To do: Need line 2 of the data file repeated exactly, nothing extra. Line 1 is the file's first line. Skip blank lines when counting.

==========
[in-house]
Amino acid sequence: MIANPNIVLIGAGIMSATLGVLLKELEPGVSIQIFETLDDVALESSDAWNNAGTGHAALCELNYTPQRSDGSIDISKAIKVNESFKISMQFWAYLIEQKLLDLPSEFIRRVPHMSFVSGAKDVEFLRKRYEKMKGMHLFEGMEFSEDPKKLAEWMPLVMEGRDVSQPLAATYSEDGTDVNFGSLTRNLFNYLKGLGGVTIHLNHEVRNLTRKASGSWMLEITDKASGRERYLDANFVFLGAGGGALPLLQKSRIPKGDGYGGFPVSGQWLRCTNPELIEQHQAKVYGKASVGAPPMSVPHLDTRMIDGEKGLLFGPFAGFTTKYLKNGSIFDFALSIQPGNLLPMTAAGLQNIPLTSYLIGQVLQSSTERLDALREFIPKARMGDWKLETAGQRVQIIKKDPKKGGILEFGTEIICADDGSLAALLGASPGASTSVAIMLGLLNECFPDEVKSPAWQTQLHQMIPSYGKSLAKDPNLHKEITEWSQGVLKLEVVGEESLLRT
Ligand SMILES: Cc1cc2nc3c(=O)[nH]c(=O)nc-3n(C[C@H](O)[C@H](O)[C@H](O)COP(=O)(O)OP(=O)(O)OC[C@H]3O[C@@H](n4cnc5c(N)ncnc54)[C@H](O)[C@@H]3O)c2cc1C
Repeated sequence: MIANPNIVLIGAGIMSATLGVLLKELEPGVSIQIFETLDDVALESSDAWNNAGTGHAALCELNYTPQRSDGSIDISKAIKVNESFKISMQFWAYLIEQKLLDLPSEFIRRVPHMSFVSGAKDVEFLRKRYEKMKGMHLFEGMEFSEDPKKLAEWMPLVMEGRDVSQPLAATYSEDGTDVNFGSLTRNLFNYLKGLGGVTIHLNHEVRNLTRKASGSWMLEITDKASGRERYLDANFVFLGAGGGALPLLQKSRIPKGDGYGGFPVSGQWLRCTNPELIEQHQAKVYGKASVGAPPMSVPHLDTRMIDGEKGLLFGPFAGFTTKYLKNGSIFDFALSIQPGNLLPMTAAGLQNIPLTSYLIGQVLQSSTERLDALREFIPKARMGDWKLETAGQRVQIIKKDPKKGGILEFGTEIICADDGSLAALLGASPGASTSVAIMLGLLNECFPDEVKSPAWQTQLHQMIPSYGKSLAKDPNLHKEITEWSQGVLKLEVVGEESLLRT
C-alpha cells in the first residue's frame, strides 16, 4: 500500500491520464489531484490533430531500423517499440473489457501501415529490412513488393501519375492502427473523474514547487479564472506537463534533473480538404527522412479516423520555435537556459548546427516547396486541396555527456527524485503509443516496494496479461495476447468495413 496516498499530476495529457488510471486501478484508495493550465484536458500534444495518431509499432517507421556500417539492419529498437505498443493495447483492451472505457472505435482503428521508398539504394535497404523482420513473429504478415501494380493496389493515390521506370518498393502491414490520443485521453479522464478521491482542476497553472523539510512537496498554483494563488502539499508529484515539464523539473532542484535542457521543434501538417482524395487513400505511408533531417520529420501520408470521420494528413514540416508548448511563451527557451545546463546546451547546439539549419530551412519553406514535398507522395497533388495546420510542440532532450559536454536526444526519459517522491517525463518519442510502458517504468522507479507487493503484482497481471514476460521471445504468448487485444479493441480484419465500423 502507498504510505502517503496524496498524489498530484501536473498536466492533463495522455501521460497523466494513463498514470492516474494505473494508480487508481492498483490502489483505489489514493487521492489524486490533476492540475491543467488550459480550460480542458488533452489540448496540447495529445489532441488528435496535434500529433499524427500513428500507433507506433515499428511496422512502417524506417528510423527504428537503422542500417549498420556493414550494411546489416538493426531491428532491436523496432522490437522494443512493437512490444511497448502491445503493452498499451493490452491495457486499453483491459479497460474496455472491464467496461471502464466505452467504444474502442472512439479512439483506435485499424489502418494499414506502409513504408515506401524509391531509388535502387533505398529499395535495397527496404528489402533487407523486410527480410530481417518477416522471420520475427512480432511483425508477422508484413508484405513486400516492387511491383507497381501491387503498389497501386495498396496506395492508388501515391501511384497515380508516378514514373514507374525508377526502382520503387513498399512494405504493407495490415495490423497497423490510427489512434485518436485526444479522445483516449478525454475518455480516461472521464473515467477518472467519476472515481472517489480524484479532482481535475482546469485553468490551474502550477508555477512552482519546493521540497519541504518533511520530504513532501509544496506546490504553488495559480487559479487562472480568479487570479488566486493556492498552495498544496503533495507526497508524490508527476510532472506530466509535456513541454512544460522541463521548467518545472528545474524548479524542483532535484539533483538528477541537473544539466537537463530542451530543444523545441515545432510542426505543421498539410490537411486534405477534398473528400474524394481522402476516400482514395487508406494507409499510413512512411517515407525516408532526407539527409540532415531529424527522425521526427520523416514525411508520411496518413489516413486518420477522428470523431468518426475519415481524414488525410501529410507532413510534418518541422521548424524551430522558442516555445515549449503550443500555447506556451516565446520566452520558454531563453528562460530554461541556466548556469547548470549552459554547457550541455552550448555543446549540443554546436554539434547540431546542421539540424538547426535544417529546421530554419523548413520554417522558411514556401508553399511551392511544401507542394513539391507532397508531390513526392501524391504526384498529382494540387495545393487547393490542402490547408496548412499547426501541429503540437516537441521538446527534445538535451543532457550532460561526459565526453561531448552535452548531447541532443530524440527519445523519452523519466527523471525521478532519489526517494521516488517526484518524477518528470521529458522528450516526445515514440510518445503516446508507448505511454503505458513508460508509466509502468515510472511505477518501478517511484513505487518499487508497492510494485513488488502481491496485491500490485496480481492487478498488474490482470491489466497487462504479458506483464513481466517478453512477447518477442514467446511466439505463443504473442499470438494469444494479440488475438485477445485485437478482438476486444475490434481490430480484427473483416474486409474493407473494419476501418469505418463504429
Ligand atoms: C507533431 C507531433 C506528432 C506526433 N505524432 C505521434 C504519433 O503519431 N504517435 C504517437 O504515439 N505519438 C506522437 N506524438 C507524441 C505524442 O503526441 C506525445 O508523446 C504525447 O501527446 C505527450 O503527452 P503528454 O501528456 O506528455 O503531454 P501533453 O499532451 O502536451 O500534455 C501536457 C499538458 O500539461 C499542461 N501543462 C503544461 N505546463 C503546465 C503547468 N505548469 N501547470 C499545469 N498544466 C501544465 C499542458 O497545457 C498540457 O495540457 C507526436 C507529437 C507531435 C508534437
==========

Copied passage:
Amino acid sequence: MIANPNIVLIGAGIMSATLGVLLKELEPGVSIQIFETLDDVALESSDAWNNAGTGHAALCELNYTPQRSDGSIDISKAIKVNESFKISMQFWAYLIEQKLLDLPSEFIRRVPHMSFVSGAKDVEFLRKRYEKMKGMHLFEGMEFSEDPKKLAEWMPLVMEGRDVSQPLAATYSEDGTDVNFGSLTRNLFNYLKGLGGVTIHLNHEVRNLTRKASGSWMLEITDKASGRERYLDANFVFLGAGGGALPLLQKSRIPKGDGYGGFPVSGQWLRCTNPELIEQHQAKVYGKASVGAPPMSVPHLDTRMIDGEKGLLFGPFAGFTTKYLKNGSIFDFALSIQPGNLLPMTAAGLQNIPLTSYLIGQVLQSSTERLDALREFIPKARMGDWKLETAGQRVQIIKKDPKKGGILEFGTEIICADDGSLAALLGASPGASTSVAIMLGLLNECFPDEVKSPAWQTQLHQMIPSYGKSLAKDPNLHKEITEWSQGVLKLEVVGEESLLRT